We now apply the foregoing principles to the facts here. We reject defendant's argument that Dapkins removed her from the Acura improperly and that the discovery of the marijuana under the plain view doctrine was unjustified.
Removing defendant from the car was justified because Dapkins had a heightened awareness of danger that required the scene to be made more secure. Smith, supra, 134 N.J. at 618. Treese was suspected of being under the influence of narcotics; Heintzelman and defendant argued and moved around in the car; Treese and defendant gave conflicting information about other travel companions; it was dark and pouring; the stop occurred in the early hours of the morning on a major highway; Dapkins was alone; and two out of the three occupants had no identification.
The marijuana was observed properly under the plain view doctrine because Dapkins was lawfully in the viewing area, it was discovered inadvertently, and the officer had probable cause to associate marijuana with a crime.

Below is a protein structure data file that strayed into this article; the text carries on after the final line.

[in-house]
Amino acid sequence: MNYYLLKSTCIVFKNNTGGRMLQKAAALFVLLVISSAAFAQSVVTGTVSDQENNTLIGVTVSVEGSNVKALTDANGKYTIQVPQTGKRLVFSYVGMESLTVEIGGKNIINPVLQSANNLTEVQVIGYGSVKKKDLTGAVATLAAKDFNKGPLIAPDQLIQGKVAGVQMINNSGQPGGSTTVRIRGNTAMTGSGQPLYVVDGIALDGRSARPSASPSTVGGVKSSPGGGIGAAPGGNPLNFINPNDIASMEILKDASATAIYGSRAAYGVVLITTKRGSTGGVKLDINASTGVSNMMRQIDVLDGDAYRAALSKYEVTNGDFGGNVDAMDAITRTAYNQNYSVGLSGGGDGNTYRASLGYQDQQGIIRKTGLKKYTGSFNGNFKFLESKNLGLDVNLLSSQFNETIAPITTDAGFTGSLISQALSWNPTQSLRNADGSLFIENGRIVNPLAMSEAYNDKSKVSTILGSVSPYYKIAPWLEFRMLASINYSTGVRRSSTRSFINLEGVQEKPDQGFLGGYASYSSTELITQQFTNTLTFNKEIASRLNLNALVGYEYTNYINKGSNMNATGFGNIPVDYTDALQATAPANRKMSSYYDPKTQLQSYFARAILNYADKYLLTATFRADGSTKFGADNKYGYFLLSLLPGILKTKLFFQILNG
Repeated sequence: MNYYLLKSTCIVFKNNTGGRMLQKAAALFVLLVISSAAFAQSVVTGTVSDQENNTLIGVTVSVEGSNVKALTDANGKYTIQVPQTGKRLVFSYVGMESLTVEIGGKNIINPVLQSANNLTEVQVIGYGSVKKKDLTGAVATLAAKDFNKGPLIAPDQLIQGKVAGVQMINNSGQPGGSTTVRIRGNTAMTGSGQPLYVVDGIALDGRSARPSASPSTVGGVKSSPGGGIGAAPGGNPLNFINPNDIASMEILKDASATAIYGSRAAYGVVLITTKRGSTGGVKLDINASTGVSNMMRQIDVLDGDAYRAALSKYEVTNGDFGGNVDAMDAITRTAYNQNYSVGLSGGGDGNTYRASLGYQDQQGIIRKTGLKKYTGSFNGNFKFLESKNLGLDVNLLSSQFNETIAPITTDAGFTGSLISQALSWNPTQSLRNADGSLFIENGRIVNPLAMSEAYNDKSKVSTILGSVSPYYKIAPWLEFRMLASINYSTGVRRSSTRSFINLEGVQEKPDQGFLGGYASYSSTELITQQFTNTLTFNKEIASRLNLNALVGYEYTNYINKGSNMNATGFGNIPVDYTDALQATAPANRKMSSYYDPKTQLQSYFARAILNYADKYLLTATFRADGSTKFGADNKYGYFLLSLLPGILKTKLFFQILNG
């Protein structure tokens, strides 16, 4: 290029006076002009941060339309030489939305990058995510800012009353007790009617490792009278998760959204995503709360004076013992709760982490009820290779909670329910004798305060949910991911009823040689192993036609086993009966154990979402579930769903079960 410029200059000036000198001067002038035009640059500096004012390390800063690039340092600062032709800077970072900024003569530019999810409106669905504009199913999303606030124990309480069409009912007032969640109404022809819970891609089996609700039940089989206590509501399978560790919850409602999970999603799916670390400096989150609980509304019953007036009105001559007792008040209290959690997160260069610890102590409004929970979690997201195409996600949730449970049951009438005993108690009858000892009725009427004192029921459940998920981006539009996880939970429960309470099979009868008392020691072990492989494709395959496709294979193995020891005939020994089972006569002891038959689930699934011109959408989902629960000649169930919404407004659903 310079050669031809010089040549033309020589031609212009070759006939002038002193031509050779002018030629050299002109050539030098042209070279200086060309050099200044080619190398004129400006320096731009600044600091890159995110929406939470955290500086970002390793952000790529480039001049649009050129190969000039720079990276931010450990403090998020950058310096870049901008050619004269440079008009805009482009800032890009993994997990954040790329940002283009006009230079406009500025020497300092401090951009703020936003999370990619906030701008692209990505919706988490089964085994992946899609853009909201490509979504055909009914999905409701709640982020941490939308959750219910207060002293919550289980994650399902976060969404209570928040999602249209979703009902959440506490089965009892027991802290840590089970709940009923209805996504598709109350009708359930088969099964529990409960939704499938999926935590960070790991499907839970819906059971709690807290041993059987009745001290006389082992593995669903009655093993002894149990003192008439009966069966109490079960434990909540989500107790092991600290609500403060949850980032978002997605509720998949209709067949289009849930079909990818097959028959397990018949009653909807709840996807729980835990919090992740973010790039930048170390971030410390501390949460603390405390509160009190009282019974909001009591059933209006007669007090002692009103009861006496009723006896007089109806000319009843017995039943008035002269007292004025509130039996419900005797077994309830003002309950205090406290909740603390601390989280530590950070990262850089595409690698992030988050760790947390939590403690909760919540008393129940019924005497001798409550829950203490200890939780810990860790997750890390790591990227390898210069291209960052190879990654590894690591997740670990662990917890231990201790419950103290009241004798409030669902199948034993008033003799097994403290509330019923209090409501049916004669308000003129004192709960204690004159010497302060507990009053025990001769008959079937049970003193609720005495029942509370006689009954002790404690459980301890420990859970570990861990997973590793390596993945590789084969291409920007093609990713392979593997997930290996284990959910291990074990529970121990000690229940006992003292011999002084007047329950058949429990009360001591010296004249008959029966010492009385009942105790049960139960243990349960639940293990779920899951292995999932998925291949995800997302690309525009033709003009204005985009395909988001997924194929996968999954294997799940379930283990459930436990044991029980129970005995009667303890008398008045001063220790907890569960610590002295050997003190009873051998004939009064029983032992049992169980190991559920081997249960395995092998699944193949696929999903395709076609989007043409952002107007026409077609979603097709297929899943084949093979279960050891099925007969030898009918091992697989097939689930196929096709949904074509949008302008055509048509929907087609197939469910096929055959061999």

We now turn to the question of whether exigent circumstances existed. We conclude that under the totality of the circumstances, exigent circumstances justified the warrantless search under the seat.
"Police safety . . . [is a] preeminent determinant of exigency." Dunlap, supra, 185 N.J. at 551. Dapkins testified that his "true concern" was "not so much the drugs[,] but a weapon." Heintzelman, a large gentleman who occupied most of the back seat, did not comply immediately with Dapkin's request to step out of the car. Instead, Heintzelman kicked his left foot under the front passenger seat repeatedly and disregarded Dapkin's instructions to go to the patrol car.
That evening the Bedminster police were shorthanded. When the second officer arrived at the scene, none of the occupants were secured. By the time the third officer arrived at the scene, it was pouring and Dapkins directed him to secure Treese with handcuffs, but neither defendant nor Heintzelman were secured.
We agree with Judge Reed that the facts of this case "required quick and decisive action." Searching under the seat was justified to address the many safety concerns that existed that night.